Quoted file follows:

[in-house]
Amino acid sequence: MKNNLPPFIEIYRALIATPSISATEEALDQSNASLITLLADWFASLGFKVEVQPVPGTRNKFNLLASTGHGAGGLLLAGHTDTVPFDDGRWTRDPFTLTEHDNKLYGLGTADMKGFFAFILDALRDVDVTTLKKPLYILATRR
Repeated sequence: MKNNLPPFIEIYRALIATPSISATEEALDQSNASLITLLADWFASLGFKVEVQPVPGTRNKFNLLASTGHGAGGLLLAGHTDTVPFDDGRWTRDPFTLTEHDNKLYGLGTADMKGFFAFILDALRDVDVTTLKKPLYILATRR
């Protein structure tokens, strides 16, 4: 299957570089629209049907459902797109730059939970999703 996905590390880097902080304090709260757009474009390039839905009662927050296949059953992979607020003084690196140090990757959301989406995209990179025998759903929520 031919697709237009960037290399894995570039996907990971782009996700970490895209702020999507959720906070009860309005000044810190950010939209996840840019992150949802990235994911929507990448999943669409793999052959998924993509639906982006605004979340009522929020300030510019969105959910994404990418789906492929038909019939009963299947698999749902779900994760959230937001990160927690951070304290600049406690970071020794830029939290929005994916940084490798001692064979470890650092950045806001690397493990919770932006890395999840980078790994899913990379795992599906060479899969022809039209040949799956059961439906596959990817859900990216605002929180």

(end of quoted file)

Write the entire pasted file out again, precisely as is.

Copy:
[in-house]
Amino acid sequence: MKNNLPPFIEIYRALIATPSISATEEALDQSNASLITLLADWFASLGFKVEVQPVPGTRNKFNLLASTGHGAGGLLLAGHTDTVPFDDGRWTRDPFTLTEHDNKLYGLGTADMKGFFAFILDALRDVDVTTLKKPLYILATRR
Repeated sequence: MKNNLPPFIEIYRALIATPSISATEEALDQSNASLITLLADWFASLGFKVEVQPVPGTRNKFNLLASTGHGAGGLLLAGHTDTVPFDDGRWTRDPFTLTEHDNKLYGLGTADMKGFFAFILDALRDVDVTTLKKPLYILATRR
């Protein structure tokens, strides 16, 4: 299957570089629209049907459902797109730059939970999703 996905590390880097902080304090709260757009474009390039839905009662927050296949059953992979607020003084690196140090990757959301989406995209990179025998759903929520 031919697709237009960037290399894995570039996907990971782009996700970490895209702020999507959720906070009860309005000044810190950010939209996840840019992150949802990235994911929507990448999943669409793999052959998924993509639906982006605004979340009522929020300030510019969105959910994404990418789906492929038909019939009963299947698999749902779900994760959230937001990160927690951070304290600049406690970071020794830029939290929005994916940084490798001692064979470890650092950045806001690397493990919770932006890395999840980078790994899913990379795992599906060479899969022809039209040949799956059961439906596959990817859900990216605002929180």